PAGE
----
It’s resting that makes you stronger

Sunday is traditionally a day of rest in the United States, but not for doctors. Call obligations cause us to work some weeks straight through without a break. Patients don’t all go home from the hospital on Saturday night to give us Sunday off.

Rest is critical to maintaining good mental and physical health. In our fast paced society, we tend to forget that. Rest is the first thing to go on the trash pile when we get busy. “I just don’t have time to rest right now.” “But Sunday is the only day I can mow the lawn.” “I can’t afford to get behind.” “I’ll take a day off after I get this presentation finished.”

One project runs into another, and another, and we never seem to have the time to take a day off to rejuvenate ourselves. But without rest, we will eventually run down and burn out. Rest improves our productivity, our mood, and our wellbeing. Rest doesn’t mean do nothing though. It can be a simple change of pace. After a hard week in the hospital, an afternoon of gardening could recharge some people’s batteries the same as reading a novel, watching a movie, riding a bike, or visiting a friend would for others.

Having an outlet for release and relaxation is key to a long and productive career. Do you have a hobby? Hobbies are a good way to get some down time. If you love your hobby, you will make an effort to find time to fit your hobby into your schedule.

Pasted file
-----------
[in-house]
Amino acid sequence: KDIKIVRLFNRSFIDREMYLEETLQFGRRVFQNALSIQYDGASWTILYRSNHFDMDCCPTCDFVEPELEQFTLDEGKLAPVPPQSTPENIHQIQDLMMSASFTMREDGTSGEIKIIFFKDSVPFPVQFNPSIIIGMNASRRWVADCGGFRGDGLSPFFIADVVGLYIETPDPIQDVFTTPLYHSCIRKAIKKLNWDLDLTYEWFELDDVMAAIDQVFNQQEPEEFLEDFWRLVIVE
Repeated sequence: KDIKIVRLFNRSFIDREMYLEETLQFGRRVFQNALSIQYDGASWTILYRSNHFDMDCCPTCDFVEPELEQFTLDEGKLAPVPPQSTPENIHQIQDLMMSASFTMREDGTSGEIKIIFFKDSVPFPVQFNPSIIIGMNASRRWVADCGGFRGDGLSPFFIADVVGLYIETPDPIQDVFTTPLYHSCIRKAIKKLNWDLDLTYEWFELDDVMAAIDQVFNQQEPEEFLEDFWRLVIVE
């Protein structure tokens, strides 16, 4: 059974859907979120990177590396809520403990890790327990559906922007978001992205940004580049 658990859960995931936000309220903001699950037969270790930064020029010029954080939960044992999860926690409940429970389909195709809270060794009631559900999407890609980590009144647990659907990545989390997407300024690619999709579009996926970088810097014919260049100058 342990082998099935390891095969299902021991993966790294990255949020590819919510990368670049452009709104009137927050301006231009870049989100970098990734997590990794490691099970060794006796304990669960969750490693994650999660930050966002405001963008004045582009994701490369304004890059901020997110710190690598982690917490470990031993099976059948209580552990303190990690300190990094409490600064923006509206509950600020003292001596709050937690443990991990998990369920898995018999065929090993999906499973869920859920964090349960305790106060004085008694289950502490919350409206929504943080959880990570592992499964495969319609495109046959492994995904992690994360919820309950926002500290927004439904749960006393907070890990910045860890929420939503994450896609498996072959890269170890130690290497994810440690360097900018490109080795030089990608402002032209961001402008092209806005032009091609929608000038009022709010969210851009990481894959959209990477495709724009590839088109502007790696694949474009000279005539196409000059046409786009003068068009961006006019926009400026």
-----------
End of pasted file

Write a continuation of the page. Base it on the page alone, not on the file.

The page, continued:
When I was racing bicycles, my hobby for a few years, I learned some important lessons about training, rest, and how athletes think. If there is a big race coming, amateur athletes tend to train right up to the event. They don’t want to lose ground on their fitness. But muscles are weak after a hard workout and only get stronger when given the time to rest, rebuild, and rejuvenate. Without the rest/rebuilding cycle, muscles can’t get to their true potential. Professional athletes take a scheduled rest week just before a big event. It makes them stronger, refreshed, and ready to put in the hard effort needed in the race. Without scheduled rest periods, athletes would burn out and be too tired to ever win a race.

Doctors need to learn from this. We can’t be going 90 MPH all the time and expect to never wear out. We must schedule time for rest and consider it an important part of our life. We should have a small rest period in each day, maybe a phantom patient that allows time to sit in the office for 5 min to relax. Take a real lunch instead of grabbing a sandwich to eat on the way to see the next patient. There should be a scheduled rest period each week for at least one day. Adequate vacation time should be taken each year. One week is seldom enough time for a doctor to rejuvenate. It takes at least one week just to unwind and forget about the patients we left behind, then the recovery can begin. Every few years we should take a small sabbatical of at least 4 weeks. The benefits of a sabbatical are not apparent until after returning to work. We can’t take care of our patients if we don’t take care of ourselves.

Comment below on what activity or hobby you use to recharge your batteries when they run low. And don’t forget to get some rest!

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